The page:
Creativity in Needlework

Sampler made in 1880 by Annie Maria Sharman

Photograph by kind permission of Keith Cockings

Annie was the niece of Maria, a child lacemaker who also featured in the exhibition. Forty years after her aunt was recorded in the 1841 census as a ten year old lacemaker, Annie, aged twelve, appears in the 1881 census as a scholar. Education had become compulsory up to the age of ten in 1880, but it is likely that Annie had also benefited from improved family circumstances which enabled her to stay at school rather than having to seek work. Although living in the same cottage occupied by the family forty years before, on what is now Newton Lane, Annie’s father had been a gamekeeper, unlike her grandfather (Maria’s father) who would have had a much poorer wage as an agricultural labourer.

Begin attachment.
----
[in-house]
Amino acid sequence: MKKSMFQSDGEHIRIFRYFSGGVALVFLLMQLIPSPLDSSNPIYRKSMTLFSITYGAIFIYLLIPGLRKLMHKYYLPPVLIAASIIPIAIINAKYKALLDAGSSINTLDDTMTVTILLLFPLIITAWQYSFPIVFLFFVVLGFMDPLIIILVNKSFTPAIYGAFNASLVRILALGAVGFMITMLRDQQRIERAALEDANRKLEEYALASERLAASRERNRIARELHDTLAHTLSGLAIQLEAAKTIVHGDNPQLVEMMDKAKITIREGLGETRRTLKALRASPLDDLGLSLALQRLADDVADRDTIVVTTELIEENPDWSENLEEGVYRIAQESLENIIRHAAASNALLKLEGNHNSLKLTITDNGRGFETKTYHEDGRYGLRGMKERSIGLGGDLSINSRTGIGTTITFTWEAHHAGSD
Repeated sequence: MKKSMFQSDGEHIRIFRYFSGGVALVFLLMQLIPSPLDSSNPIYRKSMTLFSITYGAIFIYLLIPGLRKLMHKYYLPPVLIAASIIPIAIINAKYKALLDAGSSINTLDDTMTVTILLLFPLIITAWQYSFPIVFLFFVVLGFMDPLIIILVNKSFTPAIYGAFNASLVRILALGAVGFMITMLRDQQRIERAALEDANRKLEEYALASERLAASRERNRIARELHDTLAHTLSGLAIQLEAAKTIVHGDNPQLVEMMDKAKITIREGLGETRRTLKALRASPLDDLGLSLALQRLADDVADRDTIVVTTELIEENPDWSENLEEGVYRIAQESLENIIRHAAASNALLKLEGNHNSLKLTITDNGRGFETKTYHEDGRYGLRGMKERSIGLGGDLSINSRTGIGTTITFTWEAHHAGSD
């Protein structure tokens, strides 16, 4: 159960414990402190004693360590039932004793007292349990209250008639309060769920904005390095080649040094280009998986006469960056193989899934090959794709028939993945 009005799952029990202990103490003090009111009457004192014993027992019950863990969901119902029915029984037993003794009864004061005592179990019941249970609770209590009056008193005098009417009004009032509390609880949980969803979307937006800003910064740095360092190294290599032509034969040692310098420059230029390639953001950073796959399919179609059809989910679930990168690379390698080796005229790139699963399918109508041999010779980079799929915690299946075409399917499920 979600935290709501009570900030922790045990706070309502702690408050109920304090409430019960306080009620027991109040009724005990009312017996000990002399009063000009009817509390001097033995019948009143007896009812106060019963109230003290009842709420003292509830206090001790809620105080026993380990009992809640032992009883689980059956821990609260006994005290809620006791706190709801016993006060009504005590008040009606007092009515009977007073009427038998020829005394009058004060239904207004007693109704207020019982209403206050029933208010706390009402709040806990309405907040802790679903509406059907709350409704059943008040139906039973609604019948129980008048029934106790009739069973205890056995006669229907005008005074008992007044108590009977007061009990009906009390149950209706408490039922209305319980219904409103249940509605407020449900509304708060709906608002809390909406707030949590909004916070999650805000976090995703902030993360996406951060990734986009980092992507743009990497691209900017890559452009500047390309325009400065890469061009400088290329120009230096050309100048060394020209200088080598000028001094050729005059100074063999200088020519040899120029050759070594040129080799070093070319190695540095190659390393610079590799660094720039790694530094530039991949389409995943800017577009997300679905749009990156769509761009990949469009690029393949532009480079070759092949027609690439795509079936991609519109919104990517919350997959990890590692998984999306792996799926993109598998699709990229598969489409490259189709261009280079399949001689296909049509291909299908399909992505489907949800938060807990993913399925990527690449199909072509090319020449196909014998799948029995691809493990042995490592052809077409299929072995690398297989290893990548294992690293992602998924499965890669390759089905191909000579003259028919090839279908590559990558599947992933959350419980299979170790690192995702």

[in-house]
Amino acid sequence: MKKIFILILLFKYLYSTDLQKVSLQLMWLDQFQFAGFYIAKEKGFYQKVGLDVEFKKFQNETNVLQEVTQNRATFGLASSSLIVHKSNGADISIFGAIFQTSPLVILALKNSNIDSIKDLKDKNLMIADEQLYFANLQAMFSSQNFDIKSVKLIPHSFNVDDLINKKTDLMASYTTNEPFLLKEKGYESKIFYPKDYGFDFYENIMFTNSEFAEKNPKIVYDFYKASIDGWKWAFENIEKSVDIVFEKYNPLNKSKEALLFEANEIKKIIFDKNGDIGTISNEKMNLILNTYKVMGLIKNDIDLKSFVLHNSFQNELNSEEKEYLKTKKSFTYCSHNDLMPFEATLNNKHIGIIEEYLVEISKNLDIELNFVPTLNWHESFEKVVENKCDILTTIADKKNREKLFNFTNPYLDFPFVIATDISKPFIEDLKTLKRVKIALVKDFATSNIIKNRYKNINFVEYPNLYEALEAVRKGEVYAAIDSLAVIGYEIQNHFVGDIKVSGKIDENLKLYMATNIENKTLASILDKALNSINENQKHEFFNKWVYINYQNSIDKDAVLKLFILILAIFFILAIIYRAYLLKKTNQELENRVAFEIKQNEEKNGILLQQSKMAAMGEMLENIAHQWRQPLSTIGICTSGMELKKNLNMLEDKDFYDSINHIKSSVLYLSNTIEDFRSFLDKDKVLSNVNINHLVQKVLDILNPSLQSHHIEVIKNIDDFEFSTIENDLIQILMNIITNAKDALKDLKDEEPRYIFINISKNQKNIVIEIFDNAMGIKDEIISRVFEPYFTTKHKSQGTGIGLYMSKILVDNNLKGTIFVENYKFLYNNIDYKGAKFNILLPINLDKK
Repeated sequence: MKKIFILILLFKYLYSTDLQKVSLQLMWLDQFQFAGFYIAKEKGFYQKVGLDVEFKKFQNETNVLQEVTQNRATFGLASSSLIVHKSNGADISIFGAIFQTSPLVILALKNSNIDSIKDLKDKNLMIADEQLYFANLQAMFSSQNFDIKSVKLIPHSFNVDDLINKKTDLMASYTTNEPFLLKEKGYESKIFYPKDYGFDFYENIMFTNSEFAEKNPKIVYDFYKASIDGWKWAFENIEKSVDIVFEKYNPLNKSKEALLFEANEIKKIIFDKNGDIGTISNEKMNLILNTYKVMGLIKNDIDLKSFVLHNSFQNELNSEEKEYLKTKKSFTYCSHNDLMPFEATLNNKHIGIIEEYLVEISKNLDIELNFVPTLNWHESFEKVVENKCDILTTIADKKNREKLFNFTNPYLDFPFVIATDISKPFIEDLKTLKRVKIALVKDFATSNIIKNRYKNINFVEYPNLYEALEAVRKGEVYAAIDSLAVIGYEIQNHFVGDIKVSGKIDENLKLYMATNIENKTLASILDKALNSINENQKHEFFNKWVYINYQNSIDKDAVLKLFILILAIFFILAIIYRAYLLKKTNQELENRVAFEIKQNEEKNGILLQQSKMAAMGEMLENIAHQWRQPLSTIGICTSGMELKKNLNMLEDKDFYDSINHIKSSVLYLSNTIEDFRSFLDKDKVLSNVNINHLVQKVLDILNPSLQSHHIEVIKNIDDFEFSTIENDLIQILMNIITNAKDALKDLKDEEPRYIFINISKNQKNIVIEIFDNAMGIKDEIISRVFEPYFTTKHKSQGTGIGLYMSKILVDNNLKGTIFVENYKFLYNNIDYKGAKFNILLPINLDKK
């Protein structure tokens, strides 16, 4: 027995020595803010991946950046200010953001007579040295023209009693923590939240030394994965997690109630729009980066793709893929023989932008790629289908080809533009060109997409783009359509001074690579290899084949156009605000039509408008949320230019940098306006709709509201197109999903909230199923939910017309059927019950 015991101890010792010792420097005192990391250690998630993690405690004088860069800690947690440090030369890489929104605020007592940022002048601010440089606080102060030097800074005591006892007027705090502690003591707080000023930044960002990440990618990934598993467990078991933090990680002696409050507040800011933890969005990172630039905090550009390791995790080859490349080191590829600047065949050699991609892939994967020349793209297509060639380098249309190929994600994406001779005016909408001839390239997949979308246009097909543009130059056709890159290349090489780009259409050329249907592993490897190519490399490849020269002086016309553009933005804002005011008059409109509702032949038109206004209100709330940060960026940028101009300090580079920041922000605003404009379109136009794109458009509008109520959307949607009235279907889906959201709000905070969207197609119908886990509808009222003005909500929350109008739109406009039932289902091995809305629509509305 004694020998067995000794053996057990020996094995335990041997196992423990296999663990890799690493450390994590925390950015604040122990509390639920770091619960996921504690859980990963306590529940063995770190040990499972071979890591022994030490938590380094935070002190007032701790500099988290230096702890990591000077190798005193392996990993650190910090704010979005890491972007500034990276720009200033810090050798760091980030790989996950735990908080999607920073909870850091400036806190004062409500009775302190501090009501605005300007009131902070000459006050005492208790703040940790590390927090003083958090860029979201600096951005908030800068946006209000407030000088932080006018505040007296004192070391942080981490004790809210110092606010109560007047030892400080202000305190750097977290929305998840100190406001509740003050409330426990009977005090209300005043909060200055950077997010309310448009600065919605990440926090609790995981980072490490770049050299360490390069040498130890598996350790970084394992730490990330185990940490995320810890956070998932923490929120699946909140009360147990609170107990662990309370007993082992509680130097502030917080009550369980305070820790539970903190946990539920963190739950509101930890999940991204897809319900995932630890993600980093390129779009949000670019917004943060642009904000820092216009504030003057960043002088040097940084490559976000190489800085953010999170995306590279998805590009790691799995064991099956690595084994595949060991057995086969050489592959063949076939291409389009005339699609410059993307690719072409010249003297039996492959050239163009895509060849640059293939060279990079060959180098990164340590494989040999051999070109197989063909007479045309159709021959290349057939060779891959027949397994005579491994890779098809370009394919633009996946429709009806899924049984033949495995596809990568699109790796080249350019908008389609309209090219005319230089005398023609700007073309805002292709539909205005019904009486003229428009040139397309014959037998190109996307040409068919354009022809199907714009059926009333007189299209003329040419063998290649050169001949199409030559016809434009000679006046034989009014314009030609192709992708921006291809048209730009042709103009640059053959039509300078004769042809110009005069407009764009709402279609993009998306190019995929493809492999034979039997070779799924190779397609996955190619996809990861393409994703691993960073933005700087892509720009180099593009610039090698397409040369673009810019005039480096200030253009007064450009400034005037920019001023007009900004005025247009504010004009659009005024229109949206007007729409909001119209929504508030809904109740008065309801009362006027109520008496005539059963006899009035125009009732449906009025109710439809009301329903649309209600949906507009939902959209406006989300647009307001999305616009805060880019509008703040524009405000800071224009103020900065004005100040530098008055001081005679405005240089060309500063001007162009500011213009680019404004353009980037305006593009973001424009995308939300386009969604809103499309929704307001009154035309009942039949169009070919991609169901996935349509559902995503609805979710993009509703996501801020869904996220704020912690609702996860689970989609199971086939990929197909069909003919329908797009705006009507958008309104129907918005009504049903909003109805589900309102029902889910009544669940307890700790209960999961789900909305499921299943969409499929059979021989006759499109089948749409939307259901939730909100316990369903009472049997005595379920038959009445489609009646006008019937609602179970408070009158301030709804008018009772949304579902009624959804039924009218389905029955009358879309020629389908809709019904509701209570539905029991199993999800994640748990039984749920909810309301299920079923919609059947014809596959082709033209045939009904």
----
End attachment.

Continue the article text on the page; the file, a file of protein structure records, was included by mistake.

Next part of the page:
However, craft skills were still seen as important, and the sampler reveals that Annie was attending the Saturday Sewing School at the church. She went on to become a dressmaker, another example perhaps of creativity in the history of Turvey.

Victorian girls were encouraged to work at samplers, partly to develop sewing skills, but also to foster what were considered worthy traits such as persistence, concentration and self-discipline.

The cottage (on the left) lived in by the Sharman family in the 19th century – photograph taken in the 1940s.


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